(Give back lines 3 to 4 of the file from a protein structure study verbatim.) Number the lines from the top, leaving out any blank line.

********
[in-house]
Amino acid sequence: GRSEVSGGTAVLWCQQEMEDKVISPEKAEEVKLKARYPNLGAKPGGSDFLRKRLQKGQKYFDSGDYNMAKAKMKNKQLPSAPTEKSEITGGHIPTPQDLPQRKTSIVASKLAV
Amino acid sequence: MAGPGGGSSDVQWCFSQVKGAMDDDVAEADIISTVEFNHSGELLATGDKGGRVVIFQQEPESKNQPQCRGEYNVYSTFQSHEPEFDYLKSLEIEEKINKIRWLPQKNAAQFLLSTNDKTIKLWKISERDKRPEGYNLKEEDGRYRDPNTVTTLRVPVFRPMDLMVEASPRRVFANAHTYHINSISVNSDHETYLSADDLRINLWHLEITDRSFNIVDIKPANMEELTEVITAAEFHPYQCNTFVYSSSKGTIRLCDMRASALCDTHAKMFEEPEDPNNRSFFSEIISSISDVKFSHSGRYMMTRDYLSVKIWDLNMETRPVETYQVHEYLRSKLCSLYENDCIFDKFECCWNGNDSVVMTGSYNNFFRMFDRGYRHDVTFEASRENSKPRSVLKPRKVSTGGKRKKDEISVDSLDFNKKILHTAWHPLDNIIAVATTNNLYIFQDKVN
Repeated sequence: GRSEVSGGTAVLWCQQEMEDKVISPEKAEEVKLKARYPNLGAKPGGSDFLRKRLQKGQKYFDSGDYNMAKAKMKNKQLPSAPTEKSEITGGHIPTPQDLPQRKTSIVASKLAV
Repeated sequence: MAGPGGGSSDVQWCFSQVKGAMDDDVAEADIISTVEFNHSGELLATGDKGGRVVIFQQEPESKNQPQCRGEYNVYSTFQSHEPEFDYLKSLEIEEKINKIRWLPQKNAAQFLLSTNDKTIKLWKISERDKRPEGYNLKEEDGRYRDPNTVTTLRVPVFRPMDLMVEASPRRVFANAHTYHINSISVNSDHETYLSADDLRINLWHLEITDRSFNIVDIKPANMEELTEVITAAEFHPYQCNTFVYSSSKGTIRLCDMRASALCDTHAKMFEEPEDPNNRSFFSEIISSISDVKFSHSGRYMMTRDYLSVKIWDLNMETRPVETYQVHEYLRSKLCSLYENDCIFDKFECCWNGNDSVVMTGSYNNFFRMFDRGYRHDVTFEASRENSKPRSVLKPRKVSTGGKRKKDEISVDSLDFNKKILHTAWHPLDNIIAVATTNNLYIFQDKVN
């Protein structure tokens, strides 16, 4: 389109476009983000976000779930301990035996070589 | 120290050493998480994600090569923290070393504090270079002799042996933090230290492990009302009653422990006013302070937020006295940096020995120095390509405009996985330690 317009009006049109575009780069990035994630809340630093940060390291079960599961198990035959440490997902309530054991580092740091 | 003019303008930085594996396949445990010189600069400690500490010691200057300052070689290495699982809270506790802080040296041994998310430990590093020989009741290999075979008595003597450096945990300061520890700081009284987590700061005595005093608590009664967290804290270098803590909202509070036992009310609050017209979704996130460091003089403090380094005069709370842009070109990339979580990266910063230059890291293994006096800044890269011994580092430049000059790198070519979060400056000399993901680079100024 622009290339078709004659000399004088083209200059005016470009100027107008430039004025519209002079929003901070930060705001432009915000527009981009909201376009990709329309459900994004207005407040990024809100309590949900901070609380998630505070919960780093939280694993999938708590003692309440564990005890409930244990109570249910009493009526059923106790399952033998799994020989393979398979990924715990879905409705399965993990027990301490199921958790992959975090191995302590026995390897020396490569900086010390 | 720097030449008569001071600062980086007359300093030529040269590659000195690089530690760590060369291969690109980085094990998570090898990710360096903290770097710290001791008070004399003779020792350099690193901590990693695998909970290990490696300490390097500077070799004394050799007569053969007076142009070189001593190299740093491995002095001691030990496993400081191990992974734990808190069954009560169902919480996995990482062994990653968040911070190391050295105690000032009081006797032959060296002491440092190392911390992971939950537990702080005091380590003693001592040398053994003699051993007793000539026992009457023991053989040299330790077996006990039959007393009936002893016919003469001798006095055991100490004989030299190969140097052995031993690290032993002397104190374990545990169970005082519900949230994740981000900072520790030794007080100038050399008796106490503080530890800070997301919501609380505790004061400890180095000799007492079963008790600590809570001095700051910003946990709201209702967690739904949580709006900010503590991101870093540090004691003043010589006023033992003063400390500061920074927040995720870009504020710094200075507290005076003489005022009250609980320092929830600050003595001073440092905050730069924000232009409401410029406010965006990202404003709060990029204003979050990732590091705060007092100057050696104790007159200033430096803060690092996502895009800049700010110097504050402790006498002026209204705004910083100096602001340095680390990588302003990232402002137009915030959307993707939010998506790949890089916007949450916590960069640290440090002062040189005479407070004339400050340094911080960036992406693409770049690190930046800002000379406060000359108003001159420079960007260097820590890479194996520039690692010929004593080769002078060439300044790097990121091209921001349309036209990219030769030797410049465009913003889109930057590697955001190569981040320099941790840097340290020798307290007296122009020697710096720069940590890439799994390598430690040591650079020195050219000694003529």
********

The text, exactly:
Amino acid sequence: MAGPGGGSSDVQWCFSQVKGAMDDDVAEADIISTVEFNHSGELLATGDKGGRVVIFQQEPESKNQPQCRGEYNVYSTFQSHEPEFDYLKSLEIEEKINKIRWLPQKNAAQFLLSTNDKTIKLWKISERDKRPEGYNLKEEDGRYRDPNTVTTLRVPVFRPMDLMVEASPRRVFANAHTYHINSISVNSDHETYLSADDLRINLWHLEITDRSFNIVDIKPANMEELTEVITAAEFHPYQCNTFVYSSSKGTIRLCDMRASALCDTHAKMFEEPEDPNNRSFFSEIISSISDVKFSHSGRYMMTRDYLSVKIWDLNMETRPVETYQVHEYLRSKLCSLYENDCIFDKFECCWNGNDSVVMTGSYNNFFRMFDRGYRHDVTFEASRENSKPRSVLKPRKVSTGGKRKKDEISVDSLDFNKKILHTAWHPLDNIIAVATTNNLYIFQDKVN
Repeated sequence: GRSEVSGGTAVLWCQQEMEDKVISPEKAEEVKLKARYPNLGAKPGGSDFLRKRLQKGQKYFDSGDYNMAKAKMKNKQLPSAPTEKSEITGGHIPTPQDLPQRKTSIVASKLAV